Accretion Processes  

Alessandro Morbidelli

Online publication date:
Jul 2018
Oxford Research Encyclopedia:
Planetary Science
In planetary science, accretion is the process in which solids agglomerate to form larger and larger objects, and eventually planets are produced. The initial conditions are a disc of gas ... More

Achaean Confederacy, Greek  

R. M. Errington

Online publication date:
Dec 2015
Oxford Research Encyclopedia:
Oxford Classical Dictionary
Achaean Confederacy, federal organization developed by the twelve Achaean cities (see achaea) united in the cult of Zeus Hamarios. First mentioned in 453 bce as Athenian allies, Achaea's independence ... More

Achaemenids  

Pierre Briant

Online publication date:
Dec 2015
Oxford Research Encyclopedia:
Oxford Classical Dictionary
The term, as used by Herodotus (1. 125), refers to one of the three clans (phrētrē) of the Pasargadae tribe to which the Persian kings belonged; its eponymous ancestor was supposedly Achaemenes (Hdt. ... More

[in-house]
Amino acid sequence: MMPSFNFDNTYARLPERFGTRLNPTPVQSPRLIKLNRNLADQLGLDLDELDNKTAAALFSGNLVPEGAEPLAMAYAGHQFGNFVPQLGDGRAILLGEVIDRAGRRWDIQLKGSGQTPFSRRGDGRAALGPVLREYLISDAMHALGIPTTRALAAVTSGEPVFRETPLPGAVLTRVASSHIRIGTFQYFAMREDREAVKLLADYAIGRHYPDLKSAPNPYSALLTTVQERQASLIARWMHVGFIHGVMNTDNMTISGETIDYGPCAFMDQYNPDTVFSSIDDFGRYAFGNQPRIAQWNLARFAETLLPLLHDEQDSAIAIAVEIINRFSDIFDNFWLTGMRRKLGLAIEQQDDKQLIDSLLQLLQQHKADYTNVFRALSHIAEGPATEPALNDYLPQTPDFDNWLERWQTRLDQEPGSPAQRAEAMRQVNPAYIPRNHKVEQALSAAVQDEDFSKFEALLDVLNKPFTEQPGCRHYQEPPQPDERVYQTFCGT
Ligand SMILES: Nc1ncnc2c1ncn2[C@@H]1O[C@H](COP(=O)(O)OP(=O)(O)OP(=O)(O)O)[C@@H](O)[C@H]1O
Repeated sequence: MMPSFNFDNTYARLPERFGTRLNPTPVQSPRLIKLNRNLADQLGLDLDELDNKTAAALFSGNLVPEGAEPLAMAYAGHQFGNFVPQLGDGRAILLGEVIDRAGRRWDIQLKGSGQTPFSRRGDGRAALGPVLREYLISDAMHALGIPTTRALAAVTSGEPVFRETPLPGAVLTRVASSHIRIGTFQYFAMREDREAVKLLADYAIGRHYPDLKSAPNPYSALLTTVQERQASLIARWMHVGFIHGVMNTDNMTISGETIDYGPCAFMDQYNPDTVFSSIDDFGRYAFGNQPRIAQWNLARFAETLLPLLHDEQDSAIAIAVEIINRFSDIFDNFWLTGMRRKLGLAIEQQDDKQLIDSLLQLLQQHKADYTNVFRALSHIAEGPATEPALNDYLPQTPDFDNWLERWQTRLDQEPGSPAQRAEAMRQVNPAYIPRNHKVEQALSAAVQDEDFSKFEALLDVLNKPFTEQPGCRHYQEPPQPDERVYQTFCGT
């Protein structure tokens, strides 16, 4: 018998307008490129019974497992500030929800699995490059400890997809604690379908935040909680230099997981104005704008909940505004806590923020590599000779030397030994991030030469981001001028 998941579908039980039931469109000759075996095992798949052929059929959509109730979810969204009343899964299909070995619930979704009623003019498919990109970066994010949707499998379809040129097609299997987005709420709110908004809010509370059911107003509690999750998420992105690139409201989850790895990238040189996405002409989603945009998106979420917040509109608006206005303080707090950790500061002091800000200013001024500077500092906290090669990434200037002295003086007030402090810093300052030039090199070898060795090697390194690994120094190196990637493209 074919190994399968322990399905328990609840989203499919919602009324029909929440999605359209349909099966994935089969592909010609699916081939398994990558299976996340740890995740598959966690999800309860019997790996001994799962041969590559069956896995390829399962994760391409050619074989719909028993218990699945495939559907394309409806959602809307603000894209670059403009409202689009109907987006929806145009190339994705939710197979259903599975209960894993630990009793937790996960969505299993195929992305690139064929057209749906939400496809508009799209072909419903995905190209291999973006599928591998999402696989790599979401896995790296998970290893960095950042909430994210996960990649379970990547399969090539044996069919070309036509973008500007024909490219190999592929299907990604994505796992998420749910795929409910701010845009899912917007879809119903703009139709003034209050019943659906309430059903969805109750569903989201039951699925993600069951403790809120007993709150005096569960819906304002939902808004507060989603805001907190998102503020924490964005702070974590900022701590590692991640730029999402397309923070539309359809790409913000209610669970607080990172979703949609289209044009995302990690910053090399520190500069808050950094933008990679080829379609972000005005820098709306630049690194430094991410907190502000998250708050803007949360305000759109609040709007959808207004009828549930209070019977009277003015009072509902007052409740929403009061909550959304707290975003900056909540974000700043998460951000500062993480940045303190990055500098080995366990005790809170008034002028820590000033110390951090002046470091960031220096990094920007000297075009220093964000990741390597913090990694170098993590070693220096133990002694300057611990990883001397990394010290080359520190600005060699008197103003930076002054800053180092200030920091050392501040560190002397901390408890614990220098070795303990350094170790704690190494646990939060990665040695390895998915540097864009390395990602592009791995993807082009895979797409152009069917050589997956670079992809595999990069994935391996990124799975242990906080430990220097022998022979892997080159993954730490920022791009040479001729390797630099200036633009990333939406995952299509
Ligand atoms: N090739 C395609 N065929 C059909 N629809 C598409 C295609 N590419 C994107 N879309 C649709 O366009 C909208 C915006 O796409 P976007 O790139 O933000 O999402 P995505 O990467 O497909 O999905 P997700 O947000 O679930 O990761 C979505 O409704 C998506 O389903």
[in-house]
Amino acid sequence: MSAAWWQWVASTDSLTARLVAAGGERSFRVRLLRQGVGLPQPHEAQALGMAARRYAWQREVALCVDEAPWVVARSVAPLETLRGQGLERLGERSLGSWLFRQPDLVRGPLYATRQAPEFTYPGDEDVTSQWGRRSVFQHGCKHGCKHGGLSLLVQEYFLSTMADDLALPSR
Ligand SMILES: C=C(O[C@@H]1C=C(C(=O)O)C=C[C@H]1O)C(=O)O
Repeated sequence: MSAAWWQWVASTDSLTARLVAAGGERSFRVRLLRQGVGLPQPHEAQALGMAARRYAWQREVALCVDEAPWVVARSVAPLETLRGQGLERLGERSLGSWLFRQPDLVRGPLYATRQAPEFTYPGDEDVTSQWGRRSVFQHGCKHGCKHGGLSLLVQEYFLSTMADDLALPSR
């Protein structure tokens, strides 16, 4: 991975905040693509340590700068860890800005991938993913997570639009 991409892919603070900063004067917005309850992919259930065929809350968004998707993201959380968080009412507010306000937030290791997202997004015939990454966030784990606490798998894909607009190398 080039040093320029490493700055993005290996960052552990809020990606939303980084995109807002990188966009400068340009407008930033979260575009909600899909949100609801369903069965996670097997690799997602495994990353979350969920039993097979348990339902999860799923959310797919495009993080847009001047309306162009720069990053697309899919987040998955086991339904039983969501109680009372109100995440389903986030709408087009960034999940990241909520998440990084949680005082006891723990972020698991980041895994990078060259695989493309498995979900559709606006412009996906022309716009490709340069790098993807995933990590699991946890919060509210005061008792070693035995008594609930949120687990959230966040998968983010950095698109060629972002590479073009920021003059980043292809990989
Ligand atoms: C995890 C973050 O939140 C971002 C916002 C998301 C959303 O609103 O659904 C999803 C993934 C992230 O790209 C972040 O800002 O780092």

Achievement Motivation in Education  

Judith Meece and Charlotte Agger

Online publication date:
Apr 2018
Oxford Research Encyclopedia:
Education
Achievement motivation theories are used to understand gender discrepancies in motivation across various academic domains. Early on in the field of motivation research, researchers commonly ... More

acoustics  

Massimo Raffa

Online publication date:
Mar 2016
Oxford Research Encyclopedia:
Oxford Classical Dictionary
From the earliest stages of Greek thought, sound was thought to originate as the result of an impact between two objects. At first it was believed that the swiftness and force of the impact ... More

acta